During the Reagan years, Keyes was the highest-ranking black appointee in the Reagan Administration, serving as Assistant Secretary of State for International Organizations and as Ambassador to the United Nations Economic and Social Council.
He ran for president in 1996, 2000, and 2008, and was a Republican nominee for the U.S. Senate from Maryland in 1988 and 1992, in addition to his 2004 candidacy in Illinois.
He holds a Ph.D. in government from Harvard and wrote his dissertation on constitutional theory.
His basic philosophy can best be described as "Declarationism" — since he relies on the self-evident truths of the Declaration of Independence to define the premises on which our country was founded, and to which it must return if it is to survive. To Dr. Keyes, the Constitution itself cannot be faithfully interpreted, understood, or applied apart from the divinely-premised principles of the Declaration.
When Keyes ran for president in 2000, the media generally considered him the winner of the Republican primary debates, due to the persuasive eloquence of his defense of the unborn, opposition to unfair taxation, advocacy of school choice, promotion of family values, and focus on what he called "America's moral crisis." As a result, he became the host of MSNBC-TV's "Alan Keyes Is Making Sense" in 2002.
He is best known for thrusting the evil of abortion — which he considers our nation's "greatest moral challenge" — into the national spotlight.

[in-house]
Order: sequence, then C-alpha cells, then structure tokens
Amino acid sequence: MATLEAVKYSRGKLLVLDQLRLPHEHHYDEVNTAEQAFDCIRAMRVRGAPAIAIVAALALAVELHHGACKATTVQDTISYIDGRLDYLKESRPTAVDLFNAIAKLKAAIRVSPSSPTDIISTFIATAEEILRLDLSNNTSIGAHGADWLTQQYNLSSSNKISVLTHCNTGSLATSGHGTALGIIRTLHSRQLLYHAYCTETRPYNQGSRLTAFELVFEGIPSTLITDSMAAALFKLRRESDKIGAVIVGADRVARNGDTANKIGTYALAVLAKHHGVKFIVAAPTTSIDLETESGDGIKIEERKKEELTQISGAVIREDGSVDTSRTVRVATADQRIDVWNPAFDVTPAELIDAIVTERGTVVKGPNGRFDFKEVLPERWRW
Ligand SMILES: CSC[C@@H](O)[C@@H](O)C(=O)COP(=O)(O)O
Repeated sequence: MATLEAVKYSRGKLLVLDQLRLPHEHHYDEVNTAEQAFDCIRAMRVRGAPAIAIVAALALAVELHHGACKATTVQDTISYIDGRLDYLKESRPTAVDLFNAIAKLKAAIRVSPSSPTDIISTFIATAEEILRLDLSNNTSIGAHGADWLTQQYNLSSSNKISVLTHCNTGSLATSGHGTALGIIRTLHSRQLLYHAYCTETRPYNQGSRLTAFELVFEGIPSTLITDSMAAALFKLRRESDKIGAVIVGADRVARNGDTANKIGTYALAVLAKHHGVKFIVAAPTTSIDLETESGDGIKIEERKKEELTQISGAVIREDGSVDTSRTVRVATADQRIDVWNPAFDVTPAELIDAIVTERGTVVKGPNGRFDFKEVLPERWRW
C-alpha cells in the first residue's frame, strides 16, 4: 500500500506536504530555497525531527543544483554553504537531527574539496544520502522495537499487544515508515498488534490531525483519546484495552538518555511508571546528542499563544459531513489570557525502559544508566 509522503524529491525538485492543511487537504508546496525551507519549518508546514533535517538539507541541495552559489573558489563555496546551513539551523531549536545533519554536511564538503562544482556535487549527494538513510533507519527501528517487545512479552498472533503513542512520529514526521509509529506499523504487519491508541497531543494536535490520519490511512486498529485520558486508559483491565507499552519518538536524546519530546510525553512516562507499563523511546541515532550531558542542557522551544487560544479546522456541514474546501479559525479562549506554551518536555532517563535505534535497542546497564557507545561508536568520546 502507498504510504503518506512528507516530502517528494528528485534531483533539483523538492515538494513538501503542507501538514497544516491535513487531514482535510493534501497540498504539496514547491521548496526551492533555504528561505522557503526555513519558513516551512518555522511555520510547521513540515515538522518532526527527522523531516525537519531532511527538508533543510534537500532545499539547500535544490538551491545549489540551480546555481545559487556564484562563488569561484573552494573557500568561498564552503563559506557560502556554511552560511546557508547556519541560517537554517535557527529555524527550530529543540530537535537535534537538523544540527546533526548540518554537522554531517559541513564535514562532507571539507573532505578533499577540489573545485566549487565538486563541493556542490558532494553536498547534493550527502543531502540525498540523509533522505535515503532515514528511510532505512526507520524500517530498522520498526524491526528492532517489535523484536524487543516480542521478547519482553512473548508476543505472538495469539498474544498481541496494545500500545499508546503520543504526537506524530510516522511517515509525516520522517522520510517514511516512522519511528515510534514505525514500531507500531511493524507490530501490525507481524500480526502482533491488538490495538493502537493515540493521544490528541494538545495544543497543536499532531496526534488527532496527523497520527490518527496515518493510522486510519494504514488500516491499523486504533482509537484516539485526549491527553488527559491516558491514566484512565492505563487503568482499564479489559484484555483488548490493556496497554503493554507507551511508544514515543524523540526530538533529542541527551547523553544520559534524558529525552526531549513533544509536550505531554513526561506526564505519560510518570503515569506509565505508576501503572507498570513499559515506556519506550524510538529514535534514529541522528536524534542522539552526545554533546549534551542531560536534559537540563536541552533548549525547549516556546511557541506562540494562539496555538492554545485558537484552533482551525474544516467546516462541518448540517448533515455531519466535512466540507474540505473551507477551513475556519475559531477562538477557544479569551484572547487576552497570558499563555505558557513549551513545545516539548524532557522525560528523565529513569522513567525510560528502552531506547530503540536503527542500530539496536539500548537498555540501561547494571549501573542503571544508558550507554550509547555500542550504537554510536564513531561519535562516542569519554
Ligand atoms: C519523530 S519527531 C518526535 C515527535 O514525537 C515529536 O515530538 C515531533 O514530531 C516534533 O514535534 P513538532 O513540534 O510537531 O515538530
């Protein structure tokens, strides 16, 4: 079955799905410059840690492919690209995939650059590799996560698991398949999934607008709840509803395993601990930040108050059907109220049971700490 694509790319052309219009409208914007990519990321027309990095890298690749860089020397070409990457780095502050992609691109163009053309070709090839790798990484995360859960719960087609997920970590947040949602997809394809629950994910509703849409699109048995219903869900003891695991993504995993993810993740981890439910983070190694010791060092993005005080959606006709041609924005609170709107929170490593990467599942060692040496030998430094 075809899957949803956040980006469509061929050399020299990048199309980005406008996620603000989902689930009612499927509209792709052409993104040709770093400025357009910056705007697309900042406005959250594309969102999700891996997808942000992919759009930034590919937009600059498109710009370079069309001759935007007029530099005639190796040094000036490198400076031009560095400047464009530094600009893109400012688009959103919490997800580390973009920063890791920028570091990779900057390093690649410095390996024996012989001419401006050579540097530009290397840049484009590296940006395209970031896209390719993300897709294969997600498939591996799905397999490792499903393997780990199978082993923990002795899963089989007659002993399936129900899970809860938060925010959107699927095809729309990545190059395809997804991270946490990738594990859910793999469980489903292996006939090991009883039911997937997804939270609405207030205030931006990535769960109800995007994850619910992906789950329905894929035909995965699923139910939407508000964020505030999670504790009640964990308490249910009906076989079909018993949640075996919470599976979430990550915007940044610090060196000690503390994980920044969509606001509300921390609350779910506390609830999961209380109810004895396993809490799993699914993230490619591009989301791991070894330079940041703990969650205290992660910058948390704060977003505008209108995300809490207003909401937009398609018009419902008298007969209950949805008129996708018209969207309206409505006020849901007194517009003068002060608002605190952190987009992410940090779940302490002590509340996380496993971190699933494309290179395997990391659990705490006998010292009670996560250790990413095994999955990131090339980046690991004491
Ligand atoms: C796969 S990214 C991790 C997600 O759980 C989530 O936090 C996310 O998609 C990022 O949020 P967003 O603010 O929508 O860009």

Keyes is also a strong supporter of Israel, and in 2002 he was flown by the Israeli government to the Holy Land to receive an award for his staunch defense of Israel in the media. He is the only American ever to receive such an honor from the State of Israel.
When Keyes ran against Obama for the Senate in 2004, he did so because he was incensed the Democrat "community organizer" refused to support the Born Alive Infant Protection Act in Illinois on several occasions — a measure approved not long afterward by the U.S. Senate, 100 to 0.
Dr. Keyes blogs at LoyaltoLiberty.com, and writes commentary for WorldNetDaily and BarbWire.com.
An archive titled "Alan Keyes' Pro-life Advocacy" is available at Faith and Freedom Foundation.
Alan is available to address interested venues of students, educators, civic groups, professional organizations, public servants, political advocates, churches, and others who are interested in preserving our nation's institutions of liberty.
To arrange a speech or special appearance by Dr. Keyes, contact his scheduler, Carla Michele, at 469-301-0776.
© Copyright 2015 by Alan Keyes